Speaker Lockwood Smith says he will urgently fix a difference between MPs' spending rules and practice which has seen MPs wrongly take young children on trips at taxpayer expense.
Auditor-General Lyn Provost's report into Cabinet Minister Phil Heatley's spending, released on Tuesday, highlighted a problem where the Parliamentary Service had been telling MPs they could use taxpayer funding to pay for their preschool children's travel since 2007.
There are 16 current MPs who may have been led astray by the wrong advice.
One area where Heatley misspent taxpayer funded entitlements was by using them to take one of his children, aged under five, on travel that was not directly between their home in Whangarei and Wellington.
The report says the service has been providing incorrect advice since 2007 to MPs that their children aged under five had unlimited travel between any locations in New Zealand.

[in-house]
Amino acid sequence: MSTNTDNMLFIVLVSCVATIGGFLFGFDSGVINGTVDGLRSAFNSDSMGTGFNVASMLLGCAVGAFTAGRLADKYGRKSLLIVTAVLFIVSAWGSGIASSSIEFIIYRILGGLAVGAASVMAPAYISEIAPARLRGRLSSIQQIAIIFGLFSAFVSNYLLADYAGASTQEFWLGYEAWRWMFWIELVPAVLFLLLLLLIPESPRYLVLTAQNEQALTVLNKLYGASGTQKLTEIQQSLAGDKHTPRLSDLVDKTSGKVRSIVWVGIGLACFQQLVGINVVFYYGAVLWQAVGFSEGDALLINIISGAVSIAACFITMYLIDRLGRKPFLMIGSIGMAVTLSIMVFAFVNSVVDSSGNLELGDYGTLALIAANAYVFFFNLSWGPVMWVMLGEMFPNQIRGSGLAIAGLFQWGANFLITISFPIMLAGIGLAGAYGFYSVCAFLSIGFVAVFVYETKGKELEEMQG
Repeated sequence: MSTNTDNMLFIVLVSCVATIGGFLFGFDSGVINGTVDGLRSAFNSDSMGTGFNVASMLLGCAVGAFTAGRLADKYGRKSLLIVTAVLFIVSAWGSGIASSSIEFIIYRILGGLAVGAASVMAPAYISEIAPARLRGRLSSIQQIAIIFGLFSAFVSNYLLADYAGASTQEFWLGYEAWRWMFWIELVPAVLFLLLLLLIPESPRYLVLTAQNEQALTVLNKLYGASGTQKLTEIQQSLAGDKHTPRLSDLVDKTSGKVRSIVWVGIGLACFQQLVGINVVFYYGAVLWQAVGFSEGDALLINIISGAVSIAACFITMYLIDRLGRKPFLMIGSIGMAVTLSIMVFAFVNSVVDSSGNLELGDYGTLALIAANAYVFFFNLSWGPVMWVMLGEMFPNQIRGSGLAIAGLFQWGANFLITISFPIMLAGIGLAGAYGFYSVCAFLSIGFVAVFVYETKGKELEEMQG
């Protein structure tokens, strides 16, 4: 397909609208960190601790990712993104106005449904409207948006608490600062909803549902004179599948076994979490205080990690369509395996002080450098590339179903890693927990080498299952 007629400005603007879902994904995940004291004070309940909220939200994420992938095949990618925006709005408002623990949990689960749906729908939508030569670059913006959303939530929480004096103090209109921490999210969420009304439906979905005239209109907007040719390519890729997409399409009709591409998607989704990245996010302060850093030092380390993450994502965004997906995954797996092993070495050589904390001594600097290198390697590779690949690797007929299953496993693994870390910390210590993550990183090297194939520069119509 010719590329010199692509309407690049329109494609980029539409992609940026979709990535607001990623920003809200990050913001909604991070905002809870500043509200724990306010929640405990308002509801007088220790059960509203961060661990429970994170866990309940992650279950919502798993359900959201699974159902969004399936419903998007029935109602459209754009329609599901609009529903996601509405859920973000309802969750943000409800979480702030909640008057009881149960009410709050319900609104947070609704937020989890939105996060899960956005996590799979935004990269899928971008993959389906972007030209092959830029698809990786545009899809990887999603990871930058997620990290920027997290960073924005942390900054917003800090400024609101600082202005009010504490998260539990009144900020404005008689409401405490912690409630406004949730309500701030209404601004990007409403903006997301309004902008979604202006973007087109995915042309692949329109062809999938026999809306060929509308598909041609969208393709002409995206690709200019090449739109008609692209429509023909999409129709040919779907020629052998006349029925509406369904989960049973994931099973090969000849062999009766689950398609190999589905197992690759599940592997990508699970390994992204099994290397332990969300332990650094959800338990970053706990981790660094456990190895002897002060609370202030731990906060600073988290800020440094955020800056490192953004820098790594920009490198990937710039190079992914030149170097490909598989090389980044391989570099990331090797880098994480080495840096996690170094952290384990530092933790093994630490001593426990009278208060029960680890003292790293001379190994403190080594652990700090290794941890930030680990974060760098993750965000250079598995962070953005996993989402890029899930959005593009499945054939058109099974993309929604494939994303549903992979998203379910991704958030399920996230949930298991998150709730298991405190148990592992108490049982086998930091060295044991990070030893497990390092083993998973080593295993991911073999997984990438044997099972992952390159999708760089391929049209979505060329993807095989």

"Mr Heatley is not the only member affected by this incorrect advice from the Parliamentary Service," the report says.
The Auditor-General pointed out Speaker's directions did not match the rule and they were the legal basis for the spending.
"That had never been the practice and was not consistent with the members' handbook," Smith says.
"It's everyone's understanding that that was actually a mistake in the Speaker's directions."
Smith says Cabinet adopted in 1973 a royal commission on parliamentary salaries and allowances recommendation that dependent children of ministers should be allowed free travel from home to parliament.
In 1990 another change saw preschool children allowed to retain unlimited travel with their parents but the limit for trips for older children was set at four and was only for travel between home and Wellington.
"That, in the 1990s, went into the members' handbook... the latest version of the members' handbook is 2005 and that says there is no limit to the number of trips for children under five," Smith says.
"...Obviously I need to fix it because the legality of the spending... is based on the Speaker's directions and I need to address it as a matter of urgency."
Smith says for older children he was looking at how the four trips were made up.
"What happens if a trip is broken? Is it still a trip?"
He was not looking at making the allowance more generous but possibly more flexible.
Smith says 45% of the cost of spouse's travel is deducted from MPs' salaries.